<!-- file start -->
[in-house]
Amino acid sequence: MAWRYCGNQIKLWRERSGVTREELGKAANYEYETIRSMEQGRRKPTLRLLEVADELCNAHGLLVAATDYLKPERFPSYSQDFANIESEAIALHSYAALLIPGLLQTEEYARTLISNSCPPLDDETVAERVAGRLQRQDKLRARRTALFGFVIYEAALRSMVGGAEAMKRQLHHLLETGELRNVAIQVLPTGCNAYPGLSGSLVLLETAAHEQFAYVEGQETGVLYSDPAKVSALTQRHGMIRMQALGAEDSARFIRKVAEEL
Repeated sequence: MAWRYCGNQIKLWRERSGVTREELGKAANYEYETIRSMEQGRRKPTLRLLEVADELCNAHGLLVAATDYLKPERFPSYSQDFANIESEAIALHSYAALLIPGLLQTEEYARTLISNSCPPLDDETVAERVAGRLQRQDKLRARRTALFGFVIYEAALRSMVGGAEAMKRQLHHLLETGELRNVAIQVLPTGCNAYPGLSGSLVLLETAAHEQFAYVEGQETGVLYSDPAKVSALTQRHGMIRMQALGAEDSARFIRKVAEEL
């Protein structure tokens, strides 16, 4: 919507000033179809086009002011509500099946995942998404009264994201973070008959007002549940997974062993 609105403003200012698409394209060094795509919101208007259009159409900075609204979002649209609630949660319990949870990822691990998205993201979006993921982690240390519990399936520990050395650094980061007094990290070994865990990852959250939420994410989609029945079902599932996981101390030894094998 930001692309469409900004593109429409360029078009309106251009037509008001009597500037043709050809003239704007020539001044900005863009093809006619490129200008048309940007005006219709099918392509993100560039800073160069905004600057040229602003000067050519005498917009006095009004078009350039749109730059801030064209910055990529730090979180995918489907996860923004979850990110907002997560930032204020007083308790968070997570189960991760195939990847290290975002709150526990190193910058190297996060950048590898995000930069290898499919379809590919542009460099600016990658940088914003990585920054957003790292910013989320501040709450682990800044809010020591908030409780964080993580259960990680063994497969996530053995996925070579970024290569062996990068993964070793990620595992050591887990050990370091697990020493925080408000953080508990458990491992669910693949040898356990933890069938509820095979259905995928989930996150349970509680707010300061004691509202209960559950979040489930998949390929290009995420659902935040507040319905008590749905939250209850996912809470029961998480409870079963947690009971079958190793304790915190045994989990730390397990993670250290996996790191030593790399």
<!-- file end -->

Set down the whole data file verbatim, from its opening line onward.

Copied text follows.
[in-house]
Amino acid sequence: MAWRYCGNQIKLWRERSGVTREELGKAANYEYETIRSMEQGRRKPTLRLLEVADELCNAHGLLVAATDYLKPERFPSYSQDFANIESEAIALHSYAALLIPGLLQTEEYARTLISNSCPPLDDETVAERVAGRLQRQDKLRARRTALFGFVIYEAALRSMVGGAEAMKRQLHHLLETGELRNVAIQVLPTGCNAYPGLSGSLVLLETAAHEQFAYVEGQETGVLYSDPAKVSALTQRHGMIRMQALGAEDSARFIRKVAEEL
Repeated sequence: MAWRYCGNQIKLWRERSGVTREELGKAANYEYETIRSMEQGRRKPTLRLLEVADELCNAHGLLVAATDYLKPERFPSYSQDFANIESEAIALHSYAALLIPGLLQTEEYARTLISNSCPPLDDETVAERVAGRLQRQDKLRARRTALFGFVIYEAALRSMVGGAEAMKRQLHHLLETGELRNVAIQVLPTGCNAYPGLSGSLVLLETAAHEQFAYVEGQETGVLYSDPAKVSALTQRHGMIRMQALGAEDSARFIRKVAEEL
């Protein structure tokens, strides 16, 4: 919507000033179809086009002011509500099946995942998404009264994201973070008959007002549940997974062993 609105403003200012698409394209060094795509919101208007259009159409900075609204979002649209609630949660319990949870990822691990998205993201979006993921982690240390519990399936520990050395650094980061007094990290070994865990990852959250939420994410989609029945079902599932996981101390030894094998 930001692309469409900004593109429409360029078009309106251009037509008001009597500037043709050809003239704007020539001044900005863009093809006619490129200008048309940007005006219709099918392509993100560039800073160069905004600057040229602003000067050519005498917009006095009004078009350039749109730059801030064209910055990529730090979180995918489907996860923004979850990110907002997560930032204020007083308790968070997570189960991760195939990847290290975002709150526990190193910058190297996060950048590898995000930069290898499919379809590919542009460099600016990658940088914003990585920054957003790292910013989320501040709450682990800044809010020591908030409780964080993580259960990680063994497969996530053995996925070579970024290569062996990068993964070793990620595992050591887990050990370091697990020493925080408000953080508990458990491992669910693949040898356990933890069938509820095979259905995928989930996150349970509680707010300061004691509202209960559950979040489930998949390929290009995420659902935040507040319905008590749905939250209850996912809470029961998480409870079963947690009971079958190793304790915190045994989990730390397990993670250290996996790191030593790399």